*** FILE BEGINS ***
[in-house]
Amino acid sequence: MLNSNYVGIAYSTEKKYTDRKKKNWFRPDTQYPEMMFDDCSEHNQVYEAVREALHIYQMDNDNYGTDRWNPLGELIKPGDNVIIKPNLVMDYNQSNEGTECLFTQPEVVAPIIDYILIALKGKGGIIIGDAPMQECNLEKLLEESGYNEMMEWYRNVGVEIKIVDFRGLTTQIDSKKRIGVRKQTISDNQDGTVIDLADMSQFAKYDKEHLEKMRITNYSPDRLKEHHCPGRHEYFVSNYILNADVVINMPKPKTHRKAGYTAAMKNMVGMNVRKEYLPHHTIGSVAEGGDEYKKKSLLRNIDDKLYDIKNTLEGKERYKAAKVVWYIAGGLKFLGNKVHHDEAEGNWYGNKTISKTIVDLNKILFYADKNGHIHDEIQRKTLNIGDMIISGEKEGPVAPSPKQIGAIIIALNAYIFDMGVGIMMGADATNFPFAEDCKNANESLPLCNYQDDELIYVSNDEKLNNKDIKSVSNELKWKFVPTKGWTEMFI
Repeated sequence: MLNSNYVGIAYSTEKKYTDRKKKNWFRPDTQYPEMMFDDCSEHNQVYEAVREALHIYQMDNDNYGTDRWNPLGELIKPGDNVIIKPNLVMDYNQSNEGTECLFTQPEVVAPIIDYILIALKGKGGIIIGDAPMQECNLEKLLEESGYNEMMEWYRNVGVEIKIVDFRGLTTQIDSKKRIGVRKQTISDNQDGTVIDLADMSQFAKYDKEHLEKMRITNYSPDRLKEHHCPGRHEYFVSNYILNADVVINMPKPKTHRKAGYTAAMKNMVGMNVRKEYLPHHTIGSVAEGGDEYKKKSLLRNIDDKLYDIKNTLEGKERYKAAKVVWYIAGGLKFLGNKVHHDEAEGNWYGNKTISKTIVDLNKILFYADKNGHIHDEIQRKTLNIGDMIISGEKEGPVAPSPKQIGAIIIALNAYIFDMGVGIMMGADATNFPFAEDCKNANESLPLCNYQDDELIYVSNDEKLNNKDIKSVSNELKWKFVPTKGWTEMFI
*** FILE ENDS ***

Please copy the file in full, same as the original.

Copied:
[in-house]
Amino acid sequence: MLNSNYVGIAYSTEKKYTDRKKKNWFRPDTQYPEMMFDDCSEHNQVYEAVREALHIYQMDNDNYGTDRWNPLGELIKPGDNVIIKPNLVMDYNQSNEGTECLFTQPEVVAPIIDYILIALKGKGGIIIGDAPMQECNLEKLLEESGYNEMMEWYRNVGVEIKIVDFRGLTTQIDSKKRIGVRKQTISDNQDGTVIDLADMSQFAKYDKEHLEKMRITNYSPDRLKEHHCPGRHEYFVSNYILNADVVINMPKPKTHRKAGYTAAMKNMVGMNVRKEYLPHHTIGSVAEGGDEYKKKSLLRNIDDKLYDIKNTLEGKERYKAAKVVWYIAGGLKFLGNKVHHDEAEGNWYGNKTISKTIVDLNKILFYADKNGHIHDEIQRKTLNIGDMIISGEKEGPVAPSPKQIGAIIIALNAYIFDMGVGIMMGADATNFPFAEDCKNANESLPLCNYQDDELIYVSNDEKLNNKDIKSVSNELKWKFVPTKGWTEMFI
Repeated sequence: MLNSNYVGIAYSTEKKYTDRKKKNWFRPDTQYPEMMFDDCSEHNQVYEAVREALHIYQMDNDNYGTDRWNPLGELIKPGDNVIIKPNLVMDYNQSNEGTECLFTQPEVVAPIIDYILIALKGKGGIIIGDAPMQECNLEKLLEESGYNEMMEWYRNVGVEIKIVDFRGLTTQIDSKKRIGVRKQTISDNQDGTVIDLADMSQFAKYDKEHLEKMRITNYSPDRLKEHHCPGRHEYFVSNYILNADVVINMPKPKTHRKAGYTAAMKNMVGMNVRKEYLPHHTIGSVAEGGDEYKKKSLLRNIDDKLYDIKNTLEGKERYKAAKVVWYIAGGLKFLGNKVHHDEAEGNWYGNKTISKTIVDLNKILFYADKNGHIHDEIQRKTLNIGDMIISGEKEGPVAPSPKQIGAIIIALNAYIFDMGVGIMMGADATNFPFAEDCKNANESLPLCNYQDDELIYVSNDEKLNNKDIKSVSNELKWKFVPTKGWTEMFI